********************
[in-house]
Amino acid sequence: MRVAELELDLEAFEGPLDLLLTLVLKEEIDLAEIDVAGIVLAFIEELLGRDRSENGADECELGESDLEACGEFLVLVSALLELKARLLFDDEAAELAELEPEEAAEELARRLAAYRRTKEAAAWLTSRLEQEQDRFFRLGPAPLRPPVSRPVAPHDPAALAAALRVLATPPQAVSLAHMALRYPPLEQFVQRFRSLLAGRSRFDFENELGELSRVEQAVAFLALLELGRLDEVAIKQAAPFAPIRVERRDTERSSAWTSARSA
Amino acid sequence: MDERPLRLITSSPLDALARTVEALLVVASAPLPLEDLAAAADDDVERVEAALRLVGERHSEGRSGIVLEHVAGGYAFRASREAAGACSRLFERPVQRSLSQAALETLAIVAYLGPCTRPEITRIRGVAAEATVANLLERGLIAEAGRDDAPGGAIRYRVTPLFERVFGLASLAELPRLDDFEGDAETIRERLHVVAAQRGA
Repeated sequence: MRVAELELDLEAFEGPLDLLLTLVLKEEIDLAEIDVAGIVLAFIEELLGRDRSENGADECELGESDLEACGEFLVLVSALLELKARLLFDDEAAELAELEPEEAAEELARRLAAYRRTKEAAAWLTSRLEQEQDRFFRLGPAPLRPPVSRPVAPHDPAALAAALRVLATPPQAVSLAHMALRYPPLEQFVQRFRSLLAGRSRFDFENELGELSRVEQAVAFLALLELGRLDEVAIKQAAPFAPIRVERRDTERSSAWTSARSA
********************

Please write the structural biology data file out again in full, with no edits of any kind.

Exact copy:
[in-house]
Amino acid sequence: MRVAELELDLEAFEGPLDLLLTLVLKEEIDLAEIDVAGIVLAFIEELLGRDRSENGADECELGESDLEACGEFLVLVSALLELKARLLFDDEAAELAELEPEEAAEELARRLAAYRRTKEAAAWLTSRLEQEQDRFFRLGPAPLRPPVSRPVAPHDPAALAAALRVLATPPQAVSLAHMALRYPPLEQFVQRFRSLLAGRSRFDFENELGELSRVEQAVAFLALLELGRLDEVAIKQAAPFAPIRVERRDTERSSAWTSARSA
Amino acid sequence: MDERPLRLITSSPLDALARTVEALLVVASAPLPLEDLAAAADDDVERVEAALRLVGERHSEGRSGIVLEHVAGGYAFRASREAAGACSRLFERPVQRSLSQAALETLAIVAYLGPCTRPEITRIRGVAAEATVANLLERGLIAEAGRDDAPGGAIRYRVTPLFERVFGLASLAELPRLDDFEGDAETIRERLHVVAAQRGA
Repeated sequence: MRVAELELDLEAFEGPLDLLLTLVLKEEIDLAEIDVAGIVLAFIEELLGRDRSENGADECELGESDLEACGEFLVLVSALLELKARLLFDDEAAELAELEPEEAAEELARRLAAYRRTKEAAAWLTSRLEQEQDRFFRLGPAPLRPPVSRPVAPHDPAALAAALRVLATPPQAVSLAHMALRYPPLEQFVQRFRSLLAGRSRFDFENELGELSRVEQAVAFLALLELGRLDEVAIKQAAPFAPIRVERRDTERSSAWTSARSA